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My father passed away in California about 2 weeks ago, I am 25 y/o his only child, can I still inherit?

Cedar Creek, TX |

Don't know if he had a will or trust. He wasn't married at the time, I found out about his death in facebook. I was not notified by his brother. Could he disinherited me? do I have any legal recourse? He sold real estate in CA, and I know he was well off. Do I have the lagal right to ask for his will or copy of the trust? He is survived by a brother and sister. I am his only child

Attorney Answers 3


  1. If your father died intestate - without a will or a trust - then you are probably his sole heir. Hire a firm to search for his assets and if he had any, you may want to open a probate case. If you open the case, you'll have to give notice to his brother. If he had a will or a trust, he is allowed to disinherit you. You may find this link helpful: http://www.californiaprobatelawyerblog.com/2010/06/can_i_get_a_copy_of_a_living_t.html

    http://www.los-angeles-lawyers.biz/lawyer-attorney-1177690.html


  2. Mr. Port is absolutely correct. In addition, if California is like Texas, there will be public records (available on the internet) that should tell you if some sort of probate action was started by anyone.

    Hope this helps. If you think this post was helpful, please check the asnwer was a good answer tab below. Thanks. Mr. Geffen is licensed to practice law throughout the state of Texas with an office in Dallas. He is authorized to handle IRS matters throughout the United States and is licensed to practice in US Tax Court as well as The Court of Claims. This answer is provided as a public service and as a general response to a general question, it is not meant, and should not be relied upon as specific legal advice, nor does it create an attorney-client relationship.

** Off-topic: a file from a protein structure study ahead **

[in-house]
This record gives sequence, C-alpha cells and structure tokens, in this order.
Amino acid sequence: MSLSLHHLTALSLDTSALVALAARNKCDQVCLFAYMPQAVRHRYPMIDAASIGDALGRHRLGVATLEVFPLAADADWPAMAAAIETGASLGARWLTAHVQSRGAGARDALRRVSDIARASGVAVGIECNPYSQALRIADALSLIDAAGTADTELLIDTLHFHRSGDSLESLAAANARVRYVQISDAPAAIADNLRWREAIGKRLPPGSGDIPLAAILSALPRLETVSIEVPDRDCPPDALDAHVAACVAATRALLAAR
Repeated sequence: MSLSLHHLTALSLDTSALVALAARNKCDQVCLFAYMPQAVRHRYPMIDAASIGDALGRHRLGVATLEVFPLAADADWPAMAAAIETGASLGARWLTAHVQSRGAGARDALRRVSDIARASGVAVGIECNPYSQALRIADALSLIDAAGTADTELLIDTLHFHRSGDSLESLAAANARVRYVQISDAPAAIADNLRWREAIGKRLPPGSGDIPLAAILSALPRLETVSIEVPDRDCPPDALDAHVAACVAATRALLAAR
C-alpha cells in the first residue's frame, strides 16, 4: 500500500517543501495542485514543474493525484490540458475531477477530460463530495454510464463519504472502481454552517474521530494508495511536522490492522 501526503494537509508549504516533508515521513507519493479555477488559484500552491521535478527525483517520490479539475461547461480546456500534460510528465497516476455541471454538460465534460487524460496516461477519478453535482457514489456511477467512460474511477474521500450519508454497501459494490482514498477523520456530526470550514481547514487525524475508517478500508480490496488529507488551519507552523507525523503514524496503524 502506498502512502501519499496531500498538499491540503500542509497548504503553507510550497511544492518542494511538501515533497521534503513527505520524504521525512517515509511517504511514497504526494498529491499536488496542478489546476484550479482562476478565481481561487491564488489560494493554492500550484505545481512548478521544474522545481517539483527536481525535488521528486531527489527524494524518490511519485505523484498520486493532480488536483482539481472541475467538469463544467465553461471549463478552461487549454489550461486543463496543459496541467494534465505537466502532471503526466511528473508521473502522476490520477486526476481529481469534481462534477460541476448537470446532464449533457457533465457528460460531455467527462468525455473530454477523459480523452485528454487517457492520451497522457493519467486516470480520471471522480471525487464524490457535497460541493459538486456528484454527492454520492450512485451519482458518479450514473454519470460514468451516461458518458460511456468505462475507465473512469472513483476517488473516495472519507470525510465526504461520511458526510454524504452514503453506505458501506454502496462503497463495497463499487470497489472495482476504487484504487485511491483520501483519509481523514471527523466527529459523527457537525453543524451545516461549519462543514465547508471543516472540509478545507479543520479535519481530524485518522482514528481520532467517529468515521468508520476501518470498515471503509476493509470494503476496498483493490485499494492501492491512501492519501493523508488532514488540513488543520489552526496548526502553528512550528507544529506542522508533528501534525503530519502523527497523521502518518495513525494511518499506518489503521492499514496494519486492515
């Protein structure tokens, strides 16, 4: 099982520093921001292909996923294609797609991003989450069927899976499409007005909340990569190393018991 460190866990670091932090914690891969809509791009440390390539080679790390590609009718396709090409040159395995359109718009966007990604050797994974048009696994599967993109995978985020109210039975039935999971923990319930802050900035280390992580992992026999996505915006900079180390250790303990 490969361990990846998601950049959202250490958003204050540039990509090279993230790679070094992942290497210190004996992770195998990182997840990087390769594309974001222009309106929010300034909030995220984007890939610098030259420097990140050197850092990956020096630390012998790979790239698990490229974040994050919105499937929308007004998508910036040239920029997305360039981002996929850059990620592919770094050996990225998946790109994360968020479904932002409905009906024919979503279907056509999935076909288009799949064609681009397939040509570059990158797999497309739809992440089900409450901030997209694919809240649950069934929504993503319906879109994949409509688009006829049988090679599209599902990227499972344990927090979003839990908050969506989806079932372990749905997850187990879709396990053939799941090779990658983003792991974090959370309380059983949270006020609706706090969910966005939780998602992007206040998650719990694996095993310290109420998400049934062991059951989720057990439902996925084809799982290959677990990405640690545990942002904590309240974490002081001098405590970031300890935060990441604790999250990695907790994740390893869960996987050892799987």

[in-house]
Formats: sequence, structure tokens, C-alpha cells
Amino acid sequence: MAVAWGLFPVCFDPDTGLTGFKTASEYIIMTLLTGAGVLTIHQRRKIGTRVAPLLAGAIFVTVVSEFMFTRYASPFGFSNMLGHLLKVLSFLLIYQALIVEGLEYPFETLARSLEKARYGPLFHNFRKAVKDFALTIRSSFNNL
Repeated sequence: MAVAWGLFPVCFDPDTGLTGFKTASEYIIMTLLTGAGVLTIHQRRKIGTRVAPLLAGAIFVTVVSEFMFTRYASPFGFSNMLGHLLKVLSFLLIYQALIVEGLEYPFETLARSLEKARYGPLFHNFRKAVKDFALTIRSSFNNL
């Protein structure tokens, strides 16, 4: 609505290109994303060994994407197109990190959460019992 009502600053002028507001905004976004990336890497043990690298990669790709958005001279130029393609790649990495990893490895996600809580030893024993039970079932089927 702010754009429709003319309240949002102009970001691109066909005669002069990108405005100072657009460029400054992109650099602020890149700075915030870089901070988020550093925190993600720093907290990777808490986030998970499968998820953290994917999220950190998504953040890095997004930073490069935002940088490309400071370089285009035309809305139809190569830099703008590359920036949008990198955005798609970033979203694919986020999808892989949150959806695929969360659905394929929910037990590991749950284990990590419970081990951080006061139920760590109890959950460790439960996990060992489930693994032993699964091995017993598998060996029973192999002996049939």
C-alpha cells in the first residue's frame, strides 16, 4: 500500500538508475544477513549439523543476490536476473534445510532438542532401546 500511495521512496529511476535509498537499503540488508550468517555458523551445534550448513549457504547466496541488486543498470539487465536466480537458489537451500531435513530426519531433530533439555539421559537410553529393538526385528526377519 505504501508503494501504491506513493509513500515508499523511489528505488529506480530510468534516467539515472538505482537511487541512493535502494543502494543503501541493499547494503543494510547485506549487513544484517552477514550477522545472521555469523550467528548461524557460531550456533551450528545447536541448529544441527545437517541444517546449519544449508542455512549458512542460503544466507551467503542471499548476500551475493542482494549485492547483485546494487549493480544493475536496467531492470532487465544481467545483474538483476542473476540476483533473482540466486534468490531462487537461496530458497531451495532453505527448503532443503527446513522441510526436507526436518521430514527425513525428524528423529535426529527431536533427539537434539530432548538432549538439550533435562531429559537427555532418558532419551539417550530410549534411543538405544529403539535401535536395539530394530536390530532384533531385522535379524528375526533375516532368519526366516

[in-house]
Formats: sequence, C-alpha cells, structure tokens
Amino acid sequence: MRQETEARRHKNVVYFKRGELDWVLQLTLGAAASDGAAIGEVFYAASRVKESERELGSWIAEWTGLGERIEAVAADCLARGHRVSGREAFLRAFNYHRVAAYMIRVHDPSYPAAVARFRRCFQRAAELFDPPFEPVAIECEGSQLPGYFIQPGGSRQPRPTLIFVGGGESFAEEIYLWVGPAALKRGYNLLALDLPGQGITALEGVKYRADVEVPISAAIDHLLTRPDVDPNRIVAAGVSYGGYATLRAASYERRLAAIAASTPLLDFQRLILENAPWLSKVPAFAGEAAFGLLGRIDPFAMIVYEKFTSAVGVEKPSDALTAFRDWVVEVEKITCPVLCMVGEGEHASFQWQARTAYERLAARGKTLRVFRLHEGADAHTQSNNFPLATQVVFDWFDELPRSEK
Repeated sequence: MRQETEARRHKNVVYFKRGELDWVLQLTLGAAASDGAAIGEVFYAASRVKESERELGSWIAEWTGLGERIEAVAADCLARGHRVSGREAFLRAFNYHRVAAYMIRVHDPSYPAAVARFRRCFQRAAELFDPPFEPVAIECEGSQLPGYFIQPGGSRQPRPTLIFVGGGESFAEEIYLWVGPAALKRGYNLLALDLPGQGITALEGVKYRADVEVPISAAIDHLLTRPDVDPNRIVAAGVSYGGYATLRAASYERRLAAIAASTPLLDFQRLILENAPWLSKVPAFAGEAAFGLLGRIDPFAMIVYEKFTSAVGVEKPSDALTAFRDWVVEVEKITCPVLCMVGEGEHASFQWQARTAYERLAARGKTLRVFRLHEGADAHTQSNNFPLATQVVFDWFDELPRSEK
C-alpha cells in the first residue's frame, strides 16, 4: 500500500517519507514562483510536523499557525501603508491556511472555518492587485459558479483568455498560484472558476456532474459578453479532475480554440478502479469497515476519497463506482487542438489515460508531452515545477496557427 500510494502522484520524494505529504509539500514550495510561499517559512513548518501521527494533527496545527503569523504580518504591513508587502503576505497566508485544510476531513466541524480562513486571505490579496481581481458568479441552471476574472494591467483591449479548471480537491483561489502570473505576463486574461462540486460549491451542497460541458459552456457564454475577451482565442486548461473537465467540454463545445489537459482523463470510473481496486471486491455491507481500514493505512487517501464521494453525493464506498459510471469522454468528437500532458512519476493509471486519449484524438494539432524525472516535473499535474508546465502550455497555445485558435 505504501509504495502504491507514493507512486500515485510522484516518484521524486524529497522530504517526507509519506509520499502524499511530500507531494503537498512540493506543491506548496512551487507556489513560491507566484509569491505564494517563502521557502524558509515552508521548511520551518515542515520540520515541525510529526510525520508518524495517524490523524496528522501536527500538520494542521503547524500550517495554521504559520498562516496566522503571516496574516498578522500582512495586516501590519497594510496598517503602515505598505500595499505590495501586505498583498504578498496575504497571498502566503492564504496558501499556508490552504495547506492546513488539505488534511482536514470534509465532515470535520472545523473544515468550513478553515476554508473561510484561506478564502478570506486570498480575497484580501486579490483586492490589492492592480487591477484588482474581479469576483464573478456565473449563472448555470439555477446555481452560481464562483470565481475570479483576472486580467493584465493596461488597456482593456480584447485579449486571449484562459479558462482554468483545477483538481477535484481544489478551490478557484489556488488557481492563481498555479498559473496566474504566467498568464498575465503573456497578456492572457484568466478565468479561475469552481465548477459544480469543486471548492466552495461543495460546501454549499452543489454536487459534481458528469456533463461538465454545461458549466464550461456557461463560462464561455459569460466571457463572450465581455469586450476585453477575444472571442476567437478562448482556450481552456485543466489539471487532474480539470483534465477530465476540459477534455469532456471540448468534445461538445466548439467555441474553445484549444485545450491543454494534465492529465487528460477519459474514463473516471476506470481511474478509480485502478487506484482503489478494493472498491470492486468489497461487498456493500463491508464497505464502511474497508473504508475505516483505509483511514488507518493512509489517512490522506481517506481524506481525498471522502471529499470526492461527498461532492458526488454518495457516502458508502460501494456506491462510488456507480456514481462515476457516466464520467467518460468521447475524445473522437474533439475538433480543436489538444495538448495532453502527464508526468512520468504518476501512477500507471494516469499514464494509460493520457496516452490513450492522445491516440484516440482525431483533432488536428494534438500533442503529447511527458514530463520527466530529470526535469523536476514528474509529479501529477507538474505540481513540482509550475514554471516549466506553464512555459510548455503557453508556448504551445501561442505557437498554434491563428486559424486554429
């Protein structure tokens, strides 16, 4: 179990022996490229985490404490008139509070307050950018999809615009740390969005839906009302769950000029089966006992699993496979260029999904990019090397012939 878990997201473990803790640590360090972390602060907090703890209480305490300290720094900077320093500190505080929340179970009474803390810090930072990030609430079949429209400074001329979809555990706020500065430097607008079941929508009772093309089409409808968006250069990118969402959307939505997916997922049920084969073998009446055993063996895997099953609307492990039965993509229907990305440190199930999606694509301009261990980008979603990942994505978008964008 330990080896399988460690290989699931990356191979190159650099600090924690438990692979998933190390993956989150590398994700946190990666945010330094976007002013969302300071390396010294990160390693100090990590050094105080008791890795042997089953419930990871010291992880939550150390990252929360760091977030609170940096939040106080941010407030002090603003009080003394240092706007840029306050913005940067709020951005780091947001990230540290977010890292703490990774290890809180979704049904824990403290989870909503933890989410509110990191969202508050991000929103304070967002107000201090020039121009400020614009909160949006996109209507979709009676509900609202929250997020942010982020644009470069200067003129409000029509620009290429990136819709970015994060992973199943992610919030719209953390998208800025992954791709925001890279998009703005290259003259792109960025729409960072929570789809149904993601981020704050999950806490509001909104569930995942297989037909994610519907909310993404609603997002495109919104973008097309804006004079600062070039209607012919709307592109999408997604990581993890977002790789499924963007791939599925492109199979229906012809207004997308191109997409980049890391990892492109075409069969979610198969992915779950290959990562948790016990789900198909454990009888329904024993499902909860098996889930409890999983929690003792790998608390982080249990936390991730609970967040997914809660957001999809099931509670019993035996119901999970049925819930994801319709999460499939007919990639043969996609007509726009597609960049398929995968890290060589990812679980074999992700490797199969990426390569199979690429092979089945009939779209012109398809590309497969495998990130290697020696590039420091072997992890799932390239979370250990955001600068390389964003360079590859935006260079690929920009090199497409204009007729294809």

3. I am not sure why your uncle (or aunt) would be entitled to any notice, if you open an estate, since they would not be heirs, but that is a side-issue.

    As Attorney Port pointed out, you CAN be disinherited, in a number of ways. A Will is the method that most people assume. But you can also be disinherited if your father left all of his assets to someone else by way of joint property or by designating them as beneficiary.

    I believe that your FIRST step should be to try to find out more about your father's assets. You can often find out a great deal online, for free or at very nominal cost. You can check how his real estate was owned, for example. That may give you a clue. If the property was held in joint names, it would not be subject to probate and it would not be affected by the terms of any Will or Trust. If the property was held by a trust, the Deed TO the trust would generally give you the name of the trust attorney. You could then contact the attorney to find out more information.

    Once you know how title was held, you will have enough information to consult with a probate attorney.

    You can also check the probate files to see if a Will has been found. Given that it has only been a couple weeks, it is unlikely that has occurred.

    Best of luck to you!

    James Frederick

    *** LEGAL DISCLAIMER I am licensed to practice law in the State of Michigan and have offices in Wayne and Ingham Counties. My practice is focused in the areas of estate planning and probate administration. I am ethically required to state that the above answer does not create an attorney/client relationship. These responses should be considered general legal education and are intended to provide general information about the question asked. Frequently, the question does not include important facts that, if known, could significantly change the answer. Information provided on this site should not be used as a substitute for competent legal advice from a licensed attorney that practices in your state. The law changes frequently and varies from state to state. If I refer to your state's laws, you should not rely on what I say; I just did a quick Internet search and found something that looked relevant that I hoped you would find helpful. You should verify and confirm any information provided with an attorney licensed in your state.

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